Heavy snow is falling across the Northeast on Wednesday as another nor'easter slammed into the region in less than a week, creating travel headaches as thousands of flights have been canceled and several governors have declared a state of emergency.
The nor’easter dumped snow at a rate of 2 or 3 inches an hour and knocked out electricity to hundreds of thousands of customers while producing a rare weather phenomenon known as “thundersnow” as it made its way up the coast.
The storm was expected to drop more than a foot of snow in interior locations throughout the day, especially in locations from northern New Jersey, the lower Hudson River Valley and into northern Connecticut and western Massachusetts, according to Fox News Senior Meteorologist Janice Dean.
"This is a tough forecast as there is a sharp gradient of snowfall accumulation to the north and west where over a foot is expected," Dean said.
"This is a tough forecast as there is a sharp gradient of snowfall accumulation to the north and west where over a foot is expected."
By evening the storm dumped snow at a rate of 2 or 3 inches an hour, with some places in New Jersey, New York and Connecticut getting well over a foot. Butler, New Jersey, got 22 inches, Sloatsburg, New York, 23 inches and Newtown, Connecticut, 14 inches.
Major cities along the Interstate 95 corridor saw much less. Philadelphia International Airport recorded about 6 inches and New York City received a little over 2.
Wind gusts up to 60 mph were forecast on Cape Cod, 45 mph at the Jersey shore and 30 mph around suburban Philadelphia but not as severe as from the previous storm, in which 9 people died.
The governors of New Jersey and Pennsylvania declared states of emergency before the flakes started to fall, and as school districts and municipal operations around the region closed for the day.
Utility workers took advantage of milder temperatures and sunshine Tuesday in their scramble to restore electricity to thousands of customers around the Northeast.
The outages turned to outrage for a New Jersey man whose home had been without electricity since Friday. Robert Winter, 63, threatened to kidnap a utility company employee and blow up a substation, according to police in Vernon. He was charged with making terroristic threats.
Power customers in New Jersey also took to social media to share their frustration of still being in the dark.
PECO, Pennsylvania's largest electric utility, reported 120,000 outages by evening, about 6,000 of which were left over from last week.
Airlines canceled close to 2,400 flights in the U.S. on Wednesday, according to flight-tracking website FlightAware. Newark Liberty International Airport was the most impacted so far, with over 650 flights canceled due to the storm. The airport temporarily suspended flight activity due to "intensified weather conditions" but resumed operations later in the afternoon.
In the New York area, John F. Kennedy International Airport reported 467 cancellations as of 2 p.m. while LaGuardia reported 587 cancellations, according to the Port Authority of New York and New Jersey.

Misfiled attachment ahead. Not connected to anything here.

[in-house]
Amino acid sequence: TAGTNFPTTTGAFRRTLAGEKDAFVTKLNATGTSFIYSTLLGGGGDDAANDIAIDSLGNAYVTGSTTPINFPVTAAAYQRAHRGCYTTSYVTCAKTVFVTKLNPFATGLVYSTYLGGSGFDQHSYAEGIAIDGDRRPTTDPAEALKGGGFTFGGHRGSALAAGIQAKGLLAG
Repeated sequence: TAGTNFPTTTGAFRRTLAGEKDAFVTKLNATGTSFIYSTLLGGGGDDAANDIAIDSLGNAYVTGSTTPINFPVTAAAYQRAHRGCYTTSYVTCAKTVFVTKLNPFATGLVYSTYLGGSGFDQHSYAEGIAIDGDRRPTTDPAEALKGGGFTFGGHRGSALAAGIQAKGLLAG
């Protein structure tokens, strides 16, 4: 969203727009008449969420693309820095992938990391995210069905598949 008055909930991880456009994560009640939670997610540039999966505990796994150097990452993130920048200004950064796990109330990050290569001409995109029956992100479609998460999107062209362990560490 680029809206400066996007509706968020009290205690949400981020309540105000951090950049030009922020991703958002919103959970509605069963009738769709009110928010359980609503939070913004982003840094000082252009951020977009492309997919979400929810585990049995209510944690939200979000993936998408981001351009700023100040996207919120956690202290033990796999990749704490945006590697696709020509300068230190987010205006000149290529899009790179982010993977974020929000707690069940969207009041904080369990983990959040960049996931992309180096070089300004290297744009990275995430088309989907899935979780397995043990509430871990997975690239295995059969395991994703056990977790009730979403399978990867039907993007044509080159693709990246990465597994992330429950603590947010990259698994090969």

"The Port Authority strongly urges travelers to check with their carriers to make sure their flight will be taking off before going to the airport. If warranted, the Port Authority also is prepared to partner with airlines and terminal operators to accommodate ticketed passengers who may become stranded at the airports," the agency said.
Officials in at least two states banned big rigs from major highways and warned other drivers to stay off the roads as the storm ramps up.
Tractor-trailers have been banned on the New York State Thruway from the Syracuse area to New York City, as Gov. Andrew Cuomo said state troopers will ticket any violators.
In Pennsylvania, all commercial vehicles are banned from interstates 380 and 84, while empty straight trucks, double trailers and other types of commercial carriers have been ordered off several other major interstates including 78, 81 and 80. Officials have also reduced speeds to 45 mph.
Amtrak canceled some train service, and commuter trains in Philadelphia and New Jersey were put on an abbreviated schedule. New York City's Metro-North commuter railroad suspended service on lines connecting the city to the suburbs and Connecticut because of downed trees, and the Long Island Rail Road also was experiencing delays.
In New York City's Penn Station, weary commuters were faced with power outages that forced west bound Amtrack and New Jersey Transit trains to be held during the evening rush hour.
A middle school teacher in southern New Jersey was struck by lightning during the Nor'easter which brought "thunderstorms" to the east coast.
Capt. Todd Malland of the Manchester Township police department said the woman was holding an umbrella while on bus duty outside the Manchester Middle School around 2:30 p.m. when the strike occurred.
Malland says the woman felt tingling but didn’t lose consciousness and wasn’t knocked to the ground. She was taken to a hospital with non-life-threatening injuries.
A second woman who had been standing underneath the umbrella but not holding it escaped injury.
Ten people were taken to hospitals with symptoms of carbon monoxide poisoning after running a generator inside a home in North White Plains, New York, police said. All were expected to survive.
The National Weather Service urged people to stay off the roads to allow emergency and road crews to do their jobs, as some areas will get as much as 2 to 3 inches of snow an hour. Officials also advised homeowners to be careful while shoveling, saying the weight of it has been known cause heart attacks.
Fox News' Shira Bush and The Associated Press contributed to this report.